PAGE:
The Yunnan–Guizhou Plateau or Yungui Plateau (simplified Chinese: 云贵高原; traditional Chinese: 雲貴高原; pinyin: Yúnguì Gāoyuán) is a plateau located in the provinces of Yunnan and Guizhou in southwest China. There are two distinct regions of this plateau: a high alpine region in Northwestern Yunnan, with elevations averaging about 2,000 metres (6,600 ft) and mountain peaks as high as 3,700 m (12,100 ft), and an area of rolling hills, gorges and karst topography with numerous geologic faults in Northern Yunnan and Western Guizhou. 
The Climate of the Yunnan-Guizhou plateau varies due to the large range of elevations it encompasses. In the western, high elevation portion, the climate of the plateau is subject to intense solar radiation and cooler temperatures with large daily fluctuation. The height of the Plateau accounts for approximately one-third of the troposphere on earth due to its high elevation, since as height rises, troposphere drops. For every 100 m (330 ft) rise, in general there is a 0.6 °C (1.1 °F) fall in temperature.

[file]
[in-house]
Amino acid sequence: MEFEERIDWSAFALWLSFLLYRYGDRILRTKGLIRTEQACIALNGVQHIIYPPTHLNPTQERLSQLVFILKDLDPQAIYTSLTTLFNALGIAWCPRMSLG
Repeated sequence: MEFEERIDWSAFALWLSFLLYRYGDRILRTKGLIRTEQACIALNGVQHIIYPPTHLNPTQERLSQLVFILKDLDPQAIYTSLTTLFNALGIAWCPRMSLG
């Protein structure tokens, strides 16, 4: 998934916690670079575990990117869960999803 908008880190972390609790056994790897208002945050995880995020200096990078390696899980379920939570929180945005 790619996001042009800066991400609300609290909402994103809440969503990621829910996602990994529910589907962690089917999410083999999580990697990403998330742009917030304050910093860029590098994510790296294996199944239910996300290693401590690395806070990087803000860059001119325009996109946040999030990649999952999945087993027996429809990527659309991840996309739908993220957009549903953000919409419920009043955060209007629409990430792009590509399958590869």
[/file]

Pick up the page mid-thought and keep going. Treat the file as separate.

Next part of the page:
The high mountain peaks of Eastern Tibet are the source of many of Asia's great rivers, which flow south and east through the Yunnan-Guizhou plateau. From east to west these rivers include the Yellow River, the Yangtze, the Mekong (also known as the Lancang) and the Salween rivers, which are contained within the Three Parallel Rivers of Yunnan Protected Area, a UNESCO World Heritage Site.
The climate is rainy in the southwest in the summer, providing for dense forests, both broadleaf and coniferous. The shrubbery is varied from needles bush thickets to acacia bushes growing in dry river beds. It is grassy marshland in the Tibet Autonomous Region.
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